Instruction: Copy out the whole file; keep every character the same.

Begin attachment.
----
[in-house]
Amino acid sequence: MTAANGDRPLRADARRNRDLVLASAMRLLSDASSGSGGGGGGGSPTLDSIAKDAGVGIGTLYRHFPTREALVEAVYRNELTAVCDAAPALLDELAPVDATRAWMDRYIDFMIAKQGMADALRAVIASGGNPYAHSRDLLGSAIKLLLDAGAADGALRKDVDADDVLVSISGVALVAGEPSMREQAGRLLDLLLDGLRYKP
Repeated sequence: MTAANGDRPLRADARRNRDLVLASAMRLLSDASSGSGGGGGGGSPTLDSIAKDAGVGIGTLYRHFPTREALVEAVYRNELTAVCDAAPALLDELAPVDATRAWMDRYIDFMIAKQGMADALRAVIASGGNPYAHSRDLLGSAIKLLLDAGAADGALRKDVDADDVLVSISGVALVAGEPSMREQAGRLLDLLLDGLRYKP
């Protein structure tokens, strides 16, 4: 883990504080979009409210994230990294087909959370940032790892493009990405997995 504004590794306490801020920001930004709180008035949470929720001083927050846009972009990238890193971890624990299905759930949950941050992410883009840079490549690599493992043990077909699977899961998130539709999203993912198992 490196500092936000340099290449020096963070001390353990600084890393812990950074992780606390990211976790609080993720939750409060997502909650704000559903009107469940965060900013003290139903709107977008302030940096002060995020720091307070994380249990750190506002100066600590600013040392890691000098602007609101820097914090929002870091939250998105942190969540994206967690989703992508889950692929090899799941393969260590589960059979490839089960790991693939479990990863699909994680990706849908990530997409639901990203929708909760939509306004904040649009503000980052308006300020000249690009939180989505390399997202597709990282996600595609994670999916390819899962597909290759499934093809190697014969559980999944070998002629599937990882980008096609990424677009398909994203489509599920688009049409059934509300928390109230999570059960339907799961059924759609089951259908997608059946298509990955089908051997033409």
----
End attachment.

[in-house]
Amino acid sequence: MTAANGDRPLRADARRNRDLVLASAMRLLSDASSGSGGGGGGGSPTLDSIAKDAGVGIGTLYRHFPTREALVEAVYRNELTAVCDAAPALLDELAPVDATRAWMDRYIDFMIAKQGMADALRAVIASGGNPYAHSRDLLGSAIKLLLDAGAADGALRKDVDADDVLVSISGVALVAGEPSMREQAGRLLDLLLDGLRYKP
Repeated sequence: MTAANGDRPLRADARRNRDLVLASAMRLLSDASSGSGGGGGGGSPTLDSIAKDAGVGIGTLYRHFPTREALVEAVYRNELTAVCDAAPALLDELAPVDATRAWMDRYIDFMIAKQGMADALRAVIASGGNPYAHSRDLLGSAIKLLLDAGAADGALRKDVDADDVLVSISGVALVAGEPSMREQAGRLLDLLLDGLRYKP
């Protein structure tokens, strides 16, 4: 883990504080979009409210994230990294087909959370940032790892493009990405997995 504004590794306490801020920001930004709180008035949470929720001083927050846009972009990238890193971890624990299905759930949950941050992410883009840079490549690599493992043990077909699977899961998130539709999203993912198992 490196500092936000340099290449020096963070001390353990600084890393812990950074992780606390990211976790609080993720939750409060997502909650704000559903009107469940965060900013003290139903709107977008302030940096002060995020720091307070994380249990750190506002100066600590600013040392890691000098602007609101820097914090929002870091939250998105942190969540994206967690989703992508889950692929090899799941393969260590589960059979490839089960790991693939479990990863699909994680990706849908990530997409639901990203929708909760939509306004904040649009503000980052308006300020000249690009939180989505390399997202597709990282996600595609994670999916390819899962597909290759499934093809190697014969559980999944070998002629599937990882980008096609990424677009398909994203489509599920688009049409059934509300928390109230999570059960339907799961059924759609089951259908997608059946298509990955089908051997033409």